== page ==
FEG Webinar Replay: Navigating Uncertainty

The past few weeks saw a dramatic increase in market volatility with falling interest rates, plummeting oil prices, and equity markets entering a bear market. Hear from FEG Head of Research and CIO, Greg Dowling, along with FEG sector heads Keith Berlin, Christian Busken, and Brian Hooper to understand our perspective.



Greg Dowling:

Good afternoon and welcome to FEG's webinar, Navigating Uncertainty. I'm Greg Dowling, CIO and Head of Research, and joining me are the sector heads for Fixed Income, Real Assets, and Global Equities. That's Keith Berlin, Christian Busken, and Brian Hooper. We are here trying to provide some context, and a bit of framework for the recent market chaos. Just note that our comments will be broad-based. Every client has unique risk and return characteristics, different portfolios, different asset allocations, so we're not going to talk about how one manager has done versus another, but we're going to keep it more at the market and asset class level. We do think you will find plenty here that you'll find helpful.

Quick housekeeping before we get going. You heard this when you logged on, but to make sure we have proper audio quality, all participants are muted. And if you have any questions please use the question and answer tab located at the bottom of your screen. It's in the red box if you're following along on the slides. You may type in a question and send it to us any time during the call.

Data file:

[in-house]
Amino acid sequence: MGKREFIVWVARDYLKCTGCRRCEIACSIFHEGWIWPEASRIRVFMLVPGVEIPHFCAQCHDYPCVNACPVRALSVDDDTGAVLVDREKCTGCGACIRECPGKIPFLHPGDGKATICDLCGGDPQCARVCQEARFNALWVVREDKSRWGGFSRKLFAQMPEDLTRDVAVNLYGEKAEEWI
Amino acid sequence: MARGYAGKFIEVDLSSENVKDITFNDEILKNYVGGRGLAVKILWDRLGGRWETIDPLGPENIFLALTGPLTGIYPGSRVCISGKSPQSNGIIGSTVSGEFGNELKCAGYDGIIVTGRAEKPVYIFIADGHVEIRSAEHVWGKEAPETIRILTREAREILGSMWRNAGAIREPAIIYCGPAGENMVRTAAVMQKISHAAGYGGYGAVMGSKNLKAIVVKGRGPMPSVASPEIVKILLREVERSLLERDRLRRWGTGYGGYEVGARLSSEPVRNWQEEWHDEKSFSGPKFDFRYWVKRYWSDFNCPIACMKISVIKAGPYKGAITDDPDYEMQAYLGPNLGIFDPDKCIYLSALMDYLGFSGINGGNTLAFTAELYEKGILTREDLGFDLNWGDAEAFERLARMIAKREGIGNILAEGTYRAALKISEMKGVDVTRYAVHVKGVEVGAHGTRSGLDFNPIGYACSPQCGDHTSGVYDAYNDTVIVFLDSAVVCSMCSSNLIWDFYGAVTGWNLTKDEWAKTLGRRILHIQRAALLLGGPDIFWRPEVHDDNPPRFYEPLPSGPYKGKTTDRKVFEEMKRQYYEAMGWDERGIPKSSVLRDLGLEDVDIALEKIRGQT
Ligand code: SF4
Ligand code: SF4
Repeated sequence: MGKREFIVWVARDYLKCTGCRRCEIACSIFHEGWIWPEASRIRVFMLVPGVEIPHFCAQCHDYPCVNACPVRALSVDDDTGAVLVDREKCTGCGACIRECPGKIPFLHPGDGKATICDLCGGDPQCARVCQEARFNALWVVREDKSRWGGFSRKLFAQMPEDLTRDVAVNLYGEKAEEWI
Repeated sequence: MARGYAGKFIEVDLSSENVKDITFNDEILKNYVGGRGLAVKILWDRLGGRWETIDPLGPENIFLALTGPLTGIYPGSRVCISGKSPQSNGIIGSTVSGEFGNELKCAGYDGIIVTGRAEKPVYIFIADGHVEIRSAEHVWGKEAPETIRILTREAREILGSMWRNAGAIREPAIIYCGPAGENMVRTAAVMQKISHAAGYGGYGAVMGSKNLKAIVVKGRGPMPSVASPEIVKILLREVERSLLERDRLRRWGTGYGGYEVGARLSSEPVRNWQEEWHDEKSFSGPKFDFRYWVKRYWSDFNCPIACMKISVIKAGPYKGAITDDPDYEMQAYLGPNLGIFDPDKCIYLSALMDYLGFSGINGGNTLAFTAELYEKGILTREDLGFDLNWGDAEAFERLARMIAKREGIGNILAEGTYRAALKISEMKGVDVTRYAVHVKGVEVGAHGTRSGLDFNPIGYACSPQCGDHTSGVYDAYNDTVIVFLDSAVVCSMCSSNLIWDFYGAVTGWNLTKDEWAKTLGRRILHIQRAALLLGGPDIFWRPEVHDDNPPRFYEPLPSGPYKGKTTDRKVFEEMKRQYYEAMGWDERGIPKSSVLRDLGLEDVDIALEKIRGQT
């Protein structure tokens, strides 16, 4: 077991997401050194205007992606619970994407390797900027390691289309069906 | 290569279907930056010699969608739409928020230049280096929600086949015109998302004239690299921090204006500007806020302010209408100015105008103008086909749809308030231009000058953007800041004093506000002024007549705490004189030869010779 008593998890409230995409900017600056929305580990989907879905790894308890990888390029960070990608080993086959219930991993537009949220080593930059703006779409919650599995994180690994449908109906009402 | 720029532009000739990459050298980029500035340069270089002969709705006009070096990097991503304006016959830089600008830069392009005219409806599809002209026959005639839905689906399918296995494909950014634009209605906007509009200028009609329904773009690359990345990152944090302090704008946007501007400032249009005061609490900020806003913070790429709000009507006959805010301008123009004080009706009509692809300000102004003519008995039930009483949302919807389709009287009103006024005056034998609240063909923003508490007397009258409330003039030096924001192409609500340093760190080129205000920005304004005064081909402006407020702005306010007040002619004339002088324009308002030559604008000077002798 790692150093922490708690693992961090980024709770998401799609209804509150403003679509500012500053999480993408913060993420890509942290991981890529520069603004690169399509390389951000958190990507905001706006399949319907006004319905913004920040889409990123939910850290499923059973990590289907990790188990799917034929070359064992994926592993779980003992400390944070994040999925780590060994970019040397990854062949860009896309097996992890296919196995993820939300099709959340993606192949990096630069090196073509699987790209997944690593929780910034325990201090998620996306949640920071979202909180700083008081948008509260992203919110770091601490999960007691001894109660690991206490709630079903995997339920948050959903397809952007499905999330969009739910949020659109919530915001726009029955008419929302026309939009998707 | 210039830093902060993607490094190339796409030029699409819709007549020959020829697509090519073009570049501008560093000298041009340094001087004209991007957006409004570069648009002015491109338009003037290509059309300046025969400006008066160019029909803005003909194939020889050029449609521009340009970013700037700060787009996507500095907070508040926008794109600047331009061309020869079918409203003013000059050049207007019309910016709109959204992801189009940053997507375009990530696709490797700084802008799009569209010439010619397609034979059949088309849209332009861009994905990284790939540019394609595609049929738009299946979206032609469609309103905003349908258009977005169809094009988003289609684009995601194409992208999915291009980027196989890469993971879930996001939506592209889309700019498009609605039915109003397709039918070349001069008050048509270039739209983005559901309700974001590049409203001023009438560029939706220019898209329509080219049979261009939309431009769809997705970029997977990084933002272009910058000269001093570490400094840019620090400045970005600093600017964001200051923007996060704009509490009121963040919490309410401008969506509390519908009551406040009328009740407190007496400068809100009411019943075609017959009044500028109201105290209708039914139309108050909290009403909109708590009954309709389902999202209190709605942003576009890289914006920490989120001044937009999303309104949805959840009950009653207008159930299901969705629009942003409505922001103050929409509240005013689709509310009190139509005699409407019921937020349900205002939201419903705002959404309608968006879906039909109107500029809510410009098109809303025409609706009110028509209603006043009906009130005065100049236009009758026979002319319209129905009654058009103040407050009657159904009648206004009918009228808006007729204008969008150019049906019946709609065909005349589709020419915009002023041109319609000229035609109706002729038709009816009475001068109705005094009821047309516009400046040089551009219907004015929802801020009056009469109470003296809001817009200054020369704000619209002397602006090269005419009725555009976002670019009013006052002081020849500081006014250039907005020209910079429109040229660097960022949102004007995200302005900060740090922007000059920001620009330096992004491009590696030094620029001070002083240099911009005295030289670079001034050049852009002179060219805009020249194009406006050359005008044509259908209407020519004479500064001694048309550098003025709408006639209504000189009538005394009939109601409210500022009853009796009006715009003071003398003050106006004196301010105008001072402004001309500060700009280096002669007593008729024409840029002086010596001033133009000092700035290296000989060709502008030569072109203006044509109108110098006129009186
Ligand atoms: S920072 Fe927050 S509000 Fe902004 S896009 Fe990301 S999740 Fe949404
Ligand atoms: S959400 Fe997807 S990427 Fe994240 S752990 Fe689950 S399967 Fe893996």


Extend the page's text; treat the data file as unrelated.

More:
We're going to have approximately 15 or 20 minutes at the end of this webinar to go through questions. Because a lot of questions will tend to be very similar, we all have some of the same questions that we're looking to get answered, we might group those together and try to answer, so if we don't answer your specific question it may be because we're trying to get as many questions done as possible.

The goal today is to go approximately 45 minutes and leave that 15 or 20 minutes for Q&A. We're going to try to get you in and out in less than an hour.

And although we are talking about a market crisis, we do realize that this is a global health crisis. And our thoughts and prayers go out to anybody who is listening that is being impacted, either by through their health, or the health of a loved one, or maybe it's just an economic impact. If there's anything that we can do, truly, if there's anything that we can do, even outside of our normal consulting or advisory role, please just let us know.